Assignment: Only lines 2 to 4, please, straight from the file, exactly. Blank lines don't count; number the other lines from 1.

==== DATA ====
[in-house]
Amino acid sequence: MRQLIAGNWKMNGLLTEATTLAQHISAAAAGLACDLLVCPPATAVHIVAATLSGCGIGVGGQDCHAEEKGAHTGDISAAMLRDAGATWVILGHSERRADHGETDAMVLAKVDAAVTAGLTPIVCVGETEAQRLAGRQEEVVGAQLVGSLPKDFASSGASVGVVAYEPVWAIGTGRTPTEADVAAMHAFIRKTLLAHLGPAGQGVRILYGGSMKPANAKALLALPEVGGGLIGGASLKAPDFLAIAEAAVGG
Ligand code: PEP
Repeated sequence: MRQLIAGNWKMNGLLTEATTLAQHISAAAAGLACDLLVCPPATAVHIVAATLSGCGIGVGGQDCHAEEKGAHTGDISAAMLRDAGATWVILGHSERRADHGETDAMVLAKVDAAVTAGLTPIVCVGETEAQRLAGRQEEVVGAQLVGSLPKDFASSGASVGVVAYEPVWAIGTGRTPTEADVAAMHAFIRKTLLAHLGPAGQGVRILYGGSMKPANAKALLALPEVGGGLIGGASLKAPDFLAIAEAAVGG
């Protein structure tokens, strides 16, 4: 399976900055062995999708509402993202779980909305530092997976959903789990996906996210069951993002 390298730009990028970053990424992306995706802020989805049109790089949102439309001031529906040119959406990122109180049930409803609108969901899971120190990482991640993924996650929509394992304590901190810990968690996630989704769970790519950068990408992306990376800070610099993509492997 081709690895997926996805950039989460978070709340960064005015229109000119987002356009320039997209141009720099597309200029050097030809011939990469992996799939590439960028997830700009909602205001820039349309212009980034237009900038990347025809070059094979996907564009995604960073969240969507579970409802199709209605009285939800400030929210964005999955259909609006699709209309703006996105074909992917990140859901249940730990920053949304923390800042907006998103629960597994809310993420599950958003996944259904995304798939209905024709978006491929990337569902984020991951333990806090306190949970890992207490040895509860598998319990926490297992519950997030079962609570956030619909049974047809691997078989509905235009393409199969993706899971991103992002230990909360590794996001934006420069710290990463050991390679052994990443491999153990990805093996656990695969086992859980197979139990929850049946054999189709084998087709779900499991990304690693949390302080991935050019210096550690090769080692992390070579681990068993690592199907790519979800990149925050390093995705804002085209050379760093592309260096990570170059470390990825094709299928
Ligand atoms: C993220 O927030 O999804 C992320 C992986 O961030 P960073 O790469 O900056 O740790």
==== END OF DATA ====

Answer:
Amino acid sequence: MRQLIAGNWKMNGLLTEATTLAQHISAAAAGLACDLLVCPPATAVHIVAATLSGCGIGVGGQDCHAEEKGAHTGDISAAMLRDAGATWVILGHSERRADHGETDAMVLAKVDAAVTAGLTPIVCVGETEAQRLAGRQEEVVGAQLVGSLPKDFASSGASVGVVAYEPVWAIGTGRTPTEADVAAMHAFIRKTLLAHLGPAGQGVRILYGGSMKPANAKALLALPEVGGGLIGGASLKAPDFLAIAEAAVGG
Ligand code: PEP
Repeated sequence: MRQLIAGNWKMNGLLTEATTLAQHISAAAAGLACDLLVCPPATAVHIVAATLSGCGIGVGGQDCHAEEKGAHTGDISAAMLRDAGATWVILGHSERRADHGETDAMVLAKVDAAVTAGLTPIVCVGETEAQRLAGRQEEVVGAQLVGSLPKDFASSGASVGVVAYEPVWAIGTGRTPTEADVAAMHAFIRKTLLAHLGPAGQGVRILYGGSMKPANAKALLALPEVGGGLIGGASLKAPDFLAIAEAAVGG